FORMER Justice secretary and Ateneo Law School professor Alberto Agra argued that the petition filed to cancel the certificate of candidacy (COC) of presidential aspirant Ferdinand “Bongbong” Marcos Jr. has no basis and is unlikely to move forward.
Civic leaders filed before the Commission on Elections (Comelec) on November 2 the petition to cancel or deny Marcos’s COC due to “multiple false material representations” it contains.
The petitioners -- Fr. Christian Buenafe of the Task Force Detainees, Fides Lim of Kapatid, Ma Edeliza Hernandez of the Medical Action Group, Celia Lagman Sevilla of the Families of Victims of Involuntary Disappearance, Roland Vibal of the Philippine Alliance of Human Rights, and Josephine Lascano of Balay Rehabilitation Center -- said Marcos is a “convicted criminal,” citing his conviction before the Quezon City Regional Trial Court in 1995 over his “multiple failures” to file his income tax returns from 1982 to 1985.
But in an interview with dzRH, Agra said it was clearly stated in the Omnibus Election Code that Marcos was qualified and had no shortcomings in his COC submission.
“Nakalagay dun sa Omnibus Election Code natin na kailangan hindi convicted. Ibang termino ang nakalagay sa batas. Ang nakalagay sa batas kailangan sentenced, may final judgment of imprisonment. Ang nangyari nung binasa ko ang kaso, wala si presidentiable BBM, hindi siya sentenced to imprisonment. Guilty siya to pay a fine,” Agra explained.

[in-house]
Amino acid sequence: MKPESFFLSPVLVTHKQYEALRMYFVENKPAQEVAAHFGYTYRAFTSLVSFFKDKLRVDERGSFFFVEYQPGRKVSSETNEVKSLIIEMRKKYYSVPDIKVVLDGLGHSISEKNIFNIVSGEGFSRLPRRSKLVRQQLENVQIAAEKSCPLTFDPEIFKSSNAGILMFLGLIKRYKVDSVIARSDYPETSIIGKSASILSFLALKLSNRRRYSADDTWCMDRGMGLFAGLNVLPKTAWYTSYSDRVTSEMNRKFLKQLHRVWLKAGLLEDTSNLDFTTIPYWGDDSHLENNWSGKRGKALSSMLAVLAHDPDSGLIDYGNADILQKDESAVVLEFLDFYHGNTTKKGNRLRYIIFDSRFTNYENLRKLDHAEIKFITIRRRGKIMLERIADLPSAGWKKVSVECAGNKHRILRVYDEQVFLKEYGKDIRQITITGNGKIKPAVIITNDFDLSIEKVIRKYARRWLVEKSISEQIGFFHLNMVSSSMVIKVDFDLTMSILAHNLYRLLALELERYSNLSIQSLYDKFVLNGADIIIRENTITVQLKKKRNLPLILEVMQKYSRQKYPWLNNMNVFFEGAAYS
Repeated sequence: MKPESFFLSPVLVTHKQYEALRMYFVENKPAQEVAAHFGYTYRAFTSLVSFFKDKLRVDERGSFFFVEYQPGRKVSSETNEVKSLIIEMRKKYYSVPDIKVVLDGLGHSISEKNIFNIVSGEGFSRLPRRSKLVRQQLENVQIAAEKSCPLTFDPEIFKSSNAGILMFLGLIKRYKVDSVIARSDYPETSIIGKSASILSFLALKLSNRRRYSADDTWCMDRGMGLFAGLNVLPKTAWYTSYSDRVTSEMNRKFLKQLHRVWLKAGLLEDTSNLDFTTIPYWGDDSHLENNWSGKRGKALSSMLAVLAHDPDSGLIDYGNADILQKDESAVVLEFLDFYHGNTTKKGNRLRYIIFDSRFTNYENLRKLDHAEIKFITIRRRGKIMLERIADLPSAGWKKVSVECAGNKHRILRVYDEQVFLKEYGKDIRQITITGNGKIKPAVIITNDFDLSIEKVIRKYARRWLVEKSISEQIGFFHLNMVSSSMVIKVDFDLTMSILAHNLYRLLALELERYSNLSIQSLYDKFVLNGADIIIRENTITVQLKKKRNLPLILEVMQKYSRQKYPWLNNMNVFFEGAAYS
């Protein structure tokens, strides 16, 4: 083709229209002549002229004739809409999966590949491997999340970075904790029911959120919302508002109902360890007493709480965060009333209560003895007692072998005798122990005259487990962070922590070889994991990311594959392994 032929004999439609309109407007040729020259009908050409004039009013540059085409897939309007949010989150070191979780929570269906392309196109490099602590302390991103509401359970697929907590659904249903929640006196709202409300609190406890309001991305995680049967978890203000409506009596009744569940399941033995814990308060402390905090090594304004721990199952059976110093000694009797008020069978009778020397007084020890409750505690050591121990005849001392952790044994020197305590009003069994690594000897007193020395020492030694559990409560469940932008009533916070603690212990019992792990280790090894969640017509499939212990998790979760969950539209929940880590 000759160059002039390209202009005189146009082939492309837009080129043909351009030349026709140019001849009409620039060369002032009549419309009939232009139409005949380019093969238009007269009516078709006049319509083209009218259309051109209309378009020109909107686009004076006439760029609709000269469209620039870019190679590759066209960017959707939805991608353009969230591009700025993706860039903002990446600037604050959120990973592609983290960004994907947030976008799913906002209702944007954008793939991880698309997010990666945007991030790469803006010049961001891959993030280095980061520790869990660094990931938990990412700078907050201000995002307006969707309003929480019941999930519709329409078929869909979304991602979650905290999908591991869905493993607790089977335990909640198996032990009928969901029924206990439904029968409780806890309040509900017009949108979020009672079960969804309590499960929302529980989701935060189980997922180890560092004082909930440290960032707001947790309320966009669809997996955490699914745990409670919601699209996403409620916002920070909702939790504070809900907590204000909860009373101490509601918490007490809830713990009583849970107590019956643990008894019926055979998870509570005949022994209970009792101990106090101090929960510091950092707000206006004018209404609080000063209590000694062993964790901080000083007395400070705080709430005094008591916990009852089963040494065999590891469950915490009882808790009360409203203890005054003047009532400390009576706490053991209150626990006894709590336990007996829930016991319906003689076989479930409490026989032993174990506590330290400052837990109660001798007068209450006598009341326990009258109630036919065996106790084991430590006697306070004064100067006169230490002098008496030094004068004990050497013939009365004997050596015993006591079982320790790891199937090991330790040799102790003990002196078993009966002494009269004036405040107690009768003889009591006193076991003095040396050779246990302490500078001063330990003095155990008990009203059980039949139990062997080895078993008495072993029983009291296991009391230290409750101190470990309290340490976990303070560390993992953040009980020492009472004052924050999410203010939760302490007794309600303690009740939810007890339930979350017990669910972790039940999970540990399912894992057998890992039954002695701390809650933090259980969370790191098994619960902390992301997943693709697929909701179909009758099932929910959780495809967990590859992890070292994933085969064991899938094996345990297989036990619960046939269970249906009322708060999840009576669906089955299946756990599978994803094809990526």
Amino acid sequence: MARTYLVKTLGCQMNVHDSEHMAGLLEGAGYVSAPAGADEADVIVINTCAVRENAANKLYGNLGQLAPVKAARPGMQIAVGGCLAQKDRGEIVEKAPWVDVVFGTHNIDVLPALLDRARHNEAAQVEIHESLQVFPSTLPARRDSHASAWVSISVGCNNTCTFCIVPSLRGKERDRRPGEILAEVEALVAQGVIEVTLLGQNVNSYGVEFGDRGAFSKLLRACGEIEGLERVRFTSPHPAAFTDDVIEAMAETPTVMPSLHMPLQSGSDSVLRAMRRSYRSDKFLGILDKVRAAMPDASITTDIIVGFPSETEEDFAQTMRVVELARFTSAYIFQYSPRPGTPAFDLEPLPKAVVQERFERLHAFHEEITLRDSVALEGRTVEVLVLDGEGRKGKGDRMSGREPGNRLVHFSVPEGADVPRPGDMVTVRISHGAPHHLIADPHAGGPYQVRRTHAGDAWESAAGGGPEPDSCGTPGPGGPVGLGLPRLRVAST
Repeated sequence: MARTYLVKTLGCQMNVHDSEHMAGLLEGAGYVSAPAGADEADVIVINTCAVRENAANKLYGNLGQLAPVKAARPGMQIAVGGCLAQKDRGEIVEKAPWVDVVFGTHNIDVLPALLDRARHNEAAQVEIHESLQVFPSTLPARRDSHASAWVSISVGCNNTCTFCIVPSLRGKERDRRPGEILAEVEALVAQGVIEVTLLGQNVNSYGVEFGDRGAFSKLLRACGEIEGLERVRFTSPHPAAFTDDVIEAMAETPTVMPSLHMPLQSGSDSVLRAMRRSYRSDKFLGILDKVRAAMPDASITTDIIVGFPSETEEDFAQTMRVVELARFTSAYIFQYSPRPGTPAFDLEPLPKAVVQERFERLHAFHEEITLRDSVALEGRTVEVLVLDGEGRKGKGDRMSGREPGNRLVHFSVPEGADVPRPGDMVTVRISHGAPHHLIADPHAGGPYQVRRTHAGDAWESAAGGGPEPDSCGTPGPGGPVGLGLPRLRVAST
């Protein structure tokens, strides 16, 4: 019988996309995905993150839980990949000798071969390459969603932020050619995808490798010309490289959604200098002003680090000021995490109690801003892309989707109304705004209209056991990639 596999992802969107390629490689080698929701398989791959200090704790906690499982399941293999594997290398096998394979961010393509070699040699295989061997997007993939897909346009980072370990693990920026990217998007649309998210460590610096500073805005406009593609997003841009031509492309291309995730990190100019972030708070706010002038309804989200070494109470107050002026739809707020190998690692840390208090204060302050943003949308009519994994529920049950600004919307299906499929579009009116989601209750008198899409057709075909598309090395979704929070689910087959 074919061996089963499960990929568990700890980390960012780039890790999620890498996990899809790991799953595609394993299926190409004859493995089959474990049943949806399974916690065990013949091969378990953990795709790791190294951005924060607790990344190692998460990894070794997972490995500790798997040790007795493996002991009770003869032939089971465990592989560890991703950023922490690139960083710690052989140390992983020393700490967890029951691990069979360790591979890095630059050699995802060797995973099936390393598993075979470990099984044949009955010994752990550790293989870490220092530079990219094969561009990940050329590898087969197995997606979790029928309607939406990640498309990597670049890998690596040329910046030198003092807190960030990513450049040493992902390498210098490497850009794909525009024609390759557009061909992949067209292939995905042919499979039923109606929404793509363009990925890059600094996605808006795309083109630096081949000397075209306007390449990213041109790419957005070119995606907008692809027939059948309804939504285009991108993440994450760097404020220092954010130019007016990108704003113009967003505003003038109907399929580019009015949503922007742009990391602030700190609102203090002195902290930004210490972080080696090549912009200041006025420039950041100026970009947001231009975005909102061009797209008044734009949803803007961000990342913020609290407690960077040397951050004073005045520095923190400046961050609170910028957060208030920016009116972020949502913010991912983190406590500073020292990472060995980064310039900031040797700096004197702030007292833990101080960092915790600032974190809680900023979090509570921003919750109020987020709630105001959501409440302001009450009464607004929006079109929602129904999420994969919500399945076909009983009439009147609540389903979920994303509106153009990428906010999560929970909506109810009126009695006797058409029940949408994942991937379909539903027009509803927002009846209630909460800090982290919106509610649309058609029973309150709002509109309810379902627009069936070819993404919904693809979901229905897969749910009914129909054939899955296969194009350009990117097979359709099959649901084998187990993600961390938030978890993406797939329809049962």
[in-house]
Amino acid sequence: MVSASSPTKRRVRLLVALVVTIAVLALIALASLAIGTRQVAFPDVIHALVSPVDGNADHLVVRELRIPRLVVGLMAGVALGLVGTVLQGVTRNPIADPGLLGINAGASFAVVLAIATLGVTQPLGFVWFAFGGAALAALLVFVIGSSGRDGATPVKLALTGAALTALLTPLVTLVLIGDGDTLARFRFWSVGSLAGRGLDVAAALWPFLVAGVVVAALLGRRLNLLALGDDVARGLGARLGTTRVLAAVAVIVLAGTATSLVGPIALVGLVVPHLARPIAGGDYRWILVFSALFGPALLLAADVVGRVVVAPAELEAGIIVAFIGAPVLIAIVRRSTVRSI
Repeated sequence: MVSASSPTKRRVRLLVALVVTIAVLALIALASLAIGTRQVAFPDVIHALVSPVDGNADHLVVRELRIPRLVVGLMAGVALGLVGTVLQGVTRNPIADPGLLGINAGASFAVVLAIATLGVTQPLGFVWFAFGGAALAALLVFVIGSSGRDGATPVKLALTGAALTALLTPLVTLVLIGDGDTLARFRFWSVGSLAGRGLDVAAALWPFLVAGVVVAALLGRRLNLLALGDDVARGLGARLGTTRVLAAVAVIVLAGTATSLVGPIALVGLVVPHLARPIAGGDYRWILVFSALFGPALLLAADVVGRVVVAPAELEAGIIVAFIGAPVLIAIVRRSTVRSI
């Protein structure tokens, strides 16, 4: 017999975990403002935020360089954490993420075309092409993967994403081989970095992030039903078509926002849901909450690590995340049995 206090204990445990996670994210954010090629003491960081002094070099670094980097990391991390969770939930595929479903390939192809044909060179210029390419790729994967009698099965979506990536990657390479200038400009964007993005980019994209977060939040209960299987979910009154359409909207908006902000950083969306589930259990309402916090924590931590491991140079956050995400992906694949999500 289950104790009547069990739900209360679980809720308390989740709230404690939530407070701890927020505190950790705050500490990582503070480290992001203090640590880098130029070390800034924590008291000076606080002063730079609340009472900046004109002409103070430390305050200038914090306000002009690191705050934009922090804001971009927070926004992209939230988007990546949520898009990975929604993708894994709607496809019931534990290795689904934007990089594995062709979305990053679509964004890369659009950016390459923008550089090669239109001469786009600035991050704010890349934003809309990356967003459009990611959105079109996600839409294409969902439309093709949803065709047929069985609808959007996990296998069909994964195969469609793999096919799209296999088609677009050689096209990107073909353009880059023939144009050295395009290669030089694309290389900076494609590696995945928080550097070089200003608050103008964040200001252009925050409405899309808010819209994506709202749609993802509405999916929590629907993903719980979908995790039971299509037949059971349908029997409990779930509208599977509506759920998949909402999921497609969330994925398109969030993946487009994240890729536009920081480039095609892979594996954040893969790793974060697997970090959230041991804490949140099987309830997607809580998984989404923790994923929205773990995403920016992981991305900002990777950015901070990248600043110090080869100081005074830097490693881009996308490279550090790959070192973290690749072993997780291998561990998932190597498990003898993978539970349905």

The lawyer clarified that he is not Marcos's lawyer or supporter, but based on his analysis of the case, it appears that Marcos's case is not tax evasion but simply failure to file his income tax return (ITR).
The law states that in order to cancel the COC of any candidate, he or she must be found guilty and punished with more than 18 months imprisonment and be convicted of a crime involving “moral turpitude.”
“Moral turpitude, kung medyo halang ka, bastos, immoral, talagang gusto mong mandaya o manggulang. Ang tanong ngayon yun bang hindi pag-file ng income tax return, yun ba ay crime involving moral turpitude? Syempre hindi,” Agra added.
Agra also pointed out that there is no final judgment in Marcos's case because it has not yet reached the Supreme Court.
“Guilty siya (for failure to file ITR) pero multa lang, walang imprisonment,” Agra noted, explaining that this is far from the basis for disqualifying a candidate.
He further asserted that the Supreme Court has already made a decision that also clarified the issue.
“In the same case na ponente si Justice Antonio Carpio, sinabi ng Supreme Court na ang crime involving moral turpitude kung fraudulent filing of the tax return. Hindi moral turpitude kung non-filing of the income tax return. Magiging moral turpitude ang non-filing kung may halong fraud,” Agra said.
In the case of Marcos: “Hindi siya moral turpitude kasi hindi naman napatunayan na may fraud,” he added.
Marcos's camp had earlier said that the new petition filed against them was rubbish and only part of the opponent's dirty or gutter politics.
The presidential aspirant said on November 3 that he will not “slide down” or “back out” from the 2022 presidential race. (LMY/PR)